The changing face of Pneumocystis carinii pneumonia in AIDS patients

AJR Am J Roentgenol. 1999 May;172(5):1301-9. doi: 10.2214/ajr.172.5.10227507.


The classic presentation of PCP is a bilateral interstitial pattern, which may be characterized as finely granular, reticular, or ground-glass opacities. When chest radiographic findings are normal or equivocal, high-resolution CT may be helpful because it is more sensitive than chest radiography for detecting PCP. The typical CT finding is extensive ground-glass attenuation. The face of PCP is changing. The classic radiographic presentation is being encountered less frequently. Increasingly recognized characteristic patterns of PCP include cystic lung disease, spontaneous pneumothorax, and an upper lobe distribution of parenchymal opacities. The spectrum of abnormalities associated with PCP is broadening and now includes abnormalities of the lung parenchyma, airways, lymph nodes, and pleura. An awareness of the varied presentations of PCP is important because the radiologist is often the first to suggest the diagnosis of PCP.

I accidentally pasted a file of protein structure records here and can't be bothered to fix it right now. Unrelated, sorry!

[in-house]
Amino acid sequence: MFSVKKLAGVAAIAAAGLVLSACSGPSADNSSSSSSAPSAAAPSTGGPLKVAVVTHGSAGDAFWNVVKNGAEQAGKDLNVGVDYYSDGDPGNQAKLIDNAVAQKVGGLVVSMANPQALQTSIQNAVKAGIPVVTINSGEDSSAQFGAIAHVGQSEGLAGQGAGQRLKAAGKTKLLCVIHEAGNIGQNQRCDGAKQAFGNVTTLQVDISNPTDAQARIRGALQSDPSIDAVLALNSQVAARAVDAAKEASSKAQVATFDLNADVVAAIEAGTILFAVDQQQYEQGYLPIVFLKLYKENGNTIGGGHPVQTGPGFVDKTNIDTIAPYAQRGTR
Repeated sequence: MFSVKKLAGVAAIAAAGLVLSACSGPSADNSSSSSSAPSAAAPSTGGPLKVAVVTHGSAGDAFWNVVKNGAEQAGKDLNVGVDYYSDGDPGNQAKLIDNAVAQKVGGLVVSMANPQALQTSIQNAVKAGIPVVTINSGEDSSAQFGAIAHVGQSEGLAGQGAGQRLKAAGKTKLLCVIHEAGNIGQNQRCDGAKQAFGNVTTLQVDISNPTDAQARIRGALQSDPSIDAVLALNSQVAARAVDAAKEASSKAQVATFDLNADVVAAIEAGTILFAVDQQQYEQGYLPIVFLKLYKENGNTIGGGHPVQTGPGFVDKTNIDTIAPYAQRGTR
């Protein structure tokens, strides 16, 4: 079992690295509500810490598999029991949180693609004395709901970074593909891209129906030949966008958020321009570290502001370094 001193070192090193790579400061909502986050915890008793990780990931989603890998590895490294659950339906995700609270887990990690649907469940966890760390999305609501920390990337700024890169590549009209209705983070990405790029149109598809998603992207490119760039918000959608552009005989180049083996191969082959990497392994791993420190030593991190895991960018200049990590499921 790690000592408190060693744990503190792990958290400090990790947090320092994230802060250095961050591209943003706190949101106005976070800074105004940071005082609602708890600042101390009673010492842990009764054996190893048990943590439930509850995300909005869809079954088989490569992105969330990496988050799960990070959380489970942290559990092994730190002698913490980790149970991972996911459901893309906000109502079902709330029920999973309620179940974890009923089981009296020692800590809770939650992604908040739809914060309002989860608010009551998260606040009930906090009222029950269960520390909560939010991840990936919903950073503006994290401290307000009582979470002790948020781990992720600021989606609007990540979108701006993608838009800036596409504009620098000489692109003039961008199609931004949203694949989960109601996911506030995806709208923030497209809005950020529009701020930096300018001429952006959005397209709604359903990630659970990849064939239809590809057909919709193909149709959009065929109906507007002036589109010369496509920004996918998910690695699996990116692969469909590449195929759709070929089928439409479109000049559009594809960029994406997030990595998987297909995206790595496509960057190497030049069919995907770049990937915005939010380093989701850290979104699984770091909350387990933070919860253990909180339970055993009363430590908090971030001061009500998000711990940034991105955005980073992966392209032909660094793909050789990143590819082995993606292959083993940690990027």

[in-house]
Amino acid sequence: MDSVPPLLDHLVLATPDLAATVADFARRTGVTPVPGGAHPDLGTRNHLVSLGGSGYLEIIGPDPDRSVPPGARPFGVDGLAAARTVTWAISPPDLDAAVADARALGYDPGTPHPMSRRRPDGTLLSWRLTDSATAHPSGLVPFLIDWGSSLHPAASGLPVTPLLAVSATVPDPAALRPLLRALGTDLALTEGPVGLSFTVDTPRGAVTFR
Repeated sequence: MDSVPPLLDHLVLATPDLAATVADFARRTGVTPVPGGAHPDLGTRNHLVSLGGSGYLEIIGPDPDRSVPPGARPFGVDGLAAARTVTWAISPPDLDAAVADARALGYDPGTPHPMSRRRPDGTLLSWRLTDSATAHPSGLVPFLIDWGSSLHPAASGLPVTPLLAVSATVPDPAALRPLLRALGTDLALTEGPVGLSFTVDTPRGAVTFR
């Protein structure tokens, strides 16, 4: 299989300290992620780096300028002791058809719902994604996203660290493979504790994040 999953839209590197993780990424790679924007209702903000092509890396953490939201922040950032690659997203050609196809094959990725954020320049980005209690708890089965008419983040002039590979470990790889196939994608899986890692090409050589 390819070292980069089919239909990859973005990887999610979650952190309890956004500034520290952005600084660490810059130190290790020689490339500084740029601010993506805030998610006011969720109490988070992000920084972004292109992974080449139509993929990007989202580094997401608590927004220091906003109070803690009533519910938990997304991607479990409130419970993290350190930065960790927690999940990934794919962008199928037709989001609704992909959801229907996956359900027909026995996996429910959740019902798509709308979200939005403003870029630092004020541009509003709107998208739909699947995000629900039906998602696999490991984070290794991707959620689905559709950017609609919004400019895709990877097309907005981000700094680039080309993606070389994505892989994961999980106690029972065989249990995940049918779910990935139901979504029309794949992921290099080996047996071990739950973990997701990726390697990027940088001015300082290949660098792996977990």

Publication types

  • Review

MeSH terms

  • AIDS-Related Opportunistic Infections / diagnostic imaging*
  • AIDS-Related Opportunistic Infections / microbiology
  • Adult
  • Female
  • Humans
  • Lung / diagnostic imaging
  • Male
  • Middle Aged
  • Pneumonia, Pneumocystis / diagnostic imaging*
  • Tomography, X-Ray Computed